Just about everyone can name at least one advertisement that made them laugh. Perhaps it was the kind of television commercial that manages to be funnier than most of the comedies on the air, or maybe it was amusing copy in a magazine ad. No matter what they are or what they’re selling, people remember these commercials and look back on them fondly. Since so many people are inclined to ignore ads whenever they’re presented with them, anything that makes an advertisement stand out in consumers’ minds should be welcome to advertisers. But why exactly is humor so effective when it comes to advertising?
Creating a Positive Experience
Of course, the key to advertising is in getting potential consumers to remember a particular commercial. This has always been the case, which is why so much advertising involves a memorable jingle or an instantly recognizable and appealing logo. This goes beyond simply coming up with something catchy; a good advertisement has to create a strong positive emotional response in a viewer. In some cases, advertising has been used to create negative emotional responses, like in the anti-drug ads of the 1980s and 1990s. People tend to respond better to ads that make them feel happy or excited. This is why humor tends to work so well in advertising. People associate a product with a feeling of happiness and amusement when something associated with it makes them laugh. Viewing the ad ultimately creates a positive experience, one that easily grabs and keeps viewers’ attention.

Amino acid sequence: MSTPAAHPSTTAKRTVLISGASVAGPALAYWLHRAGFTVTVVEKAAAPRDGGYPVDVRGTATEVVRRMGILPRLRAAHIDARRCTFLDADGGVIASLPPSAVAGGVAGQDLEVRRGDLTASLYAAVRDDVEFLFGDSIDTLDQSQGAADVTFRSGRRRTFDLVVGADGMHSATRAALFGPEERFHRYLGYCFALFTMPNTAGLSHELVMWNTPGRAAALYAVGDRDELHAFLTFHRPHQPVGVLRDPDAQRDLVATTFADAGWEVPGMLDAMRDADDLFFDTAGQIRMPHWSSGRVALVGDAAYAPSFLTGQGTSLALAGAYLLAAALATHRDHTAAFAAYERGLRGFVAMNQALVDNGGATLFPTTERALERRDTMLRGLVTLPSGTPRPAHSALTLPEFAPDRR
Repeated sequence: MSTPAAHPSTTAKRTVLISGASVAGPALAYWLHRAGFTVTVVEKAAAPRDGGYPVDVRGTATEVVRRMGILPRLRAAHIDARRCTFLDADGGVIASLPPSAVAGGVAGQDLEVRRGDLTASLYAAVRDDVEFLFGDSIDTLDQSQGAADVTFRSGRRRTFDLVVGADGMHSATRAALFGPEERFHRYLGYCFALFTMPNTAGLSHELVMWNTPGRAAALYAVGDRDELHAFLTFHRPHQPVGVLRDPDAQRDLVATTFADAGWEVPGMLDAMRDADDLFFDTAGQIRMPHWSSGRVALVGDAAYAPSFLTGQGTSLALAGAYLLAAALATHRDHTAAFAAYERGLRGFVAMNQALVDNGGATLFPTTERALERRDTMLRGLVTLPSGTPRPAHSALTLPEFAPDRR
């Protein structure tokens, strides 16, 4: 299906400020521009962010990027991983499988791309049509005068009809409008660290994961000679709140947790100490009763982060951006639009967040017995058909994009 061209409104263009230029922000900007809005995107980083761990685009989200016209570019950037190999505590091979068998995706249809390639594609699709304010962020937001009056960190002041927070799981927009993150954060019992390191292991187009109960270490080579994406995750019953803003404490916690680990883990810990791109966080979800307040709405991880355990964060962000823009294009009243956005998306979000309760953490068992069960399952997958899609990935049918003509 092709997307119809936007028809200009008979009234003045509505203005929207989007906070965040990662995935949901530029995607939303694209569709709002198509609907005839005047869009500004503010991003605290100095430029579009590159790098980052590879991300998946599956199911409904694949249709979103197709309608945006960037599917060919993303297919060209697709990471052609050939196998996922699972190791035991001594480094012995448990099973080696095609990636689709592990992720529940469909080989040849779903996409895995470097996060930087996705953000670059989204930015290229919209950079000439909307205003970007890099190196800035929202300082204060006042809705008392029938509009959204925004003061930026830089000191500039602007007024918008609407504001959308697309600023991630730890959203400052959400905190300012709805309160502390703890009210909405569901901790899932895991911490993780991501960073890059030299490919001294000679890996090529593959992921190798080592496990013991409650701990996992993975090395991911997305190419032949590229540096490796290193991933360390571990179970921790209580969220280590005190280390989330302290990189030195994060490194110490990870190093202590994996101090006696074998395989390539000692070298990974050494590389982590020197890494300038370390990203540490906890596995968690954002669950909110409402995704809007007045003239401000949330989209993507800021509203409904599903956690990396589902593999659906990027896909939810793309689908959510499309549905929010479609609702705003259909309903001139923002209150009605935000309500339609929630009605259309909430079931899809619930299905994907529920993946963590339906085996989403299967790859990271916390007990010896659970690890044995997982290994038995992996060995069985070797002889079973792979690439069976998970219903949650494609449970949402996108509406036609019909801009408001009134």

Trying Too Hard
Using humor in advertising may be effective, but there is one serious downside to it: being funny is hard. Humor cannot be forced if it is to be truly funny; it has to come naturally or it just comes across as phony and off-putting. A lot of advertisers attempt to be funny only to fail miserably. If an advertiser is very lucky, their attempt at humor might be so unfunny that the attempt itself becomes a strangely funny and endearing form of anti-humor, but more often than not the resulting ad becomes either forgettable or unpleasant. Some people are just naturally funny and can create a commercial that makes people laugh. Others aren’t so lucky.
Another risk that comes with humorous advertising? Offending someone. Plenty of ads that try to be funny and fail miss the mark because their jokes were offensive. For example, Groupon ran an ad during a recent Superbowl which used Tibet’s cultural struggles as the butt of a joke to sell coupons to affluent Americans, earning Groupon the ire of human rights groups everywhere. When it comes to using humor in an advertisement, there’s a fine line between being memorably funny and just being obnoxious or boring. When humor works, it really works. When it doesn’t, the results are disastrous. Advertisers should be free to be as funny as they want with their ads, but only if they can pull it off.
Humor absolutely works in advertising, but only when it is used correctly. It’s easy to try to be funny, but trying and succeeding are two different things. Fortunately, humor is far from the only advertising tool available. Some advertisers can sell products with impressive visuals or an ear worm of a jingle, neither of which need to be funny to be successful.
Nick Trombold focuses on business, advertising, marketing, commercial litigation, marketing software, management techniques and other relevant topics. To learn more about businesss and marketing visit Marketo Consultant at LeadMD.
Image credit goes to Beast 1.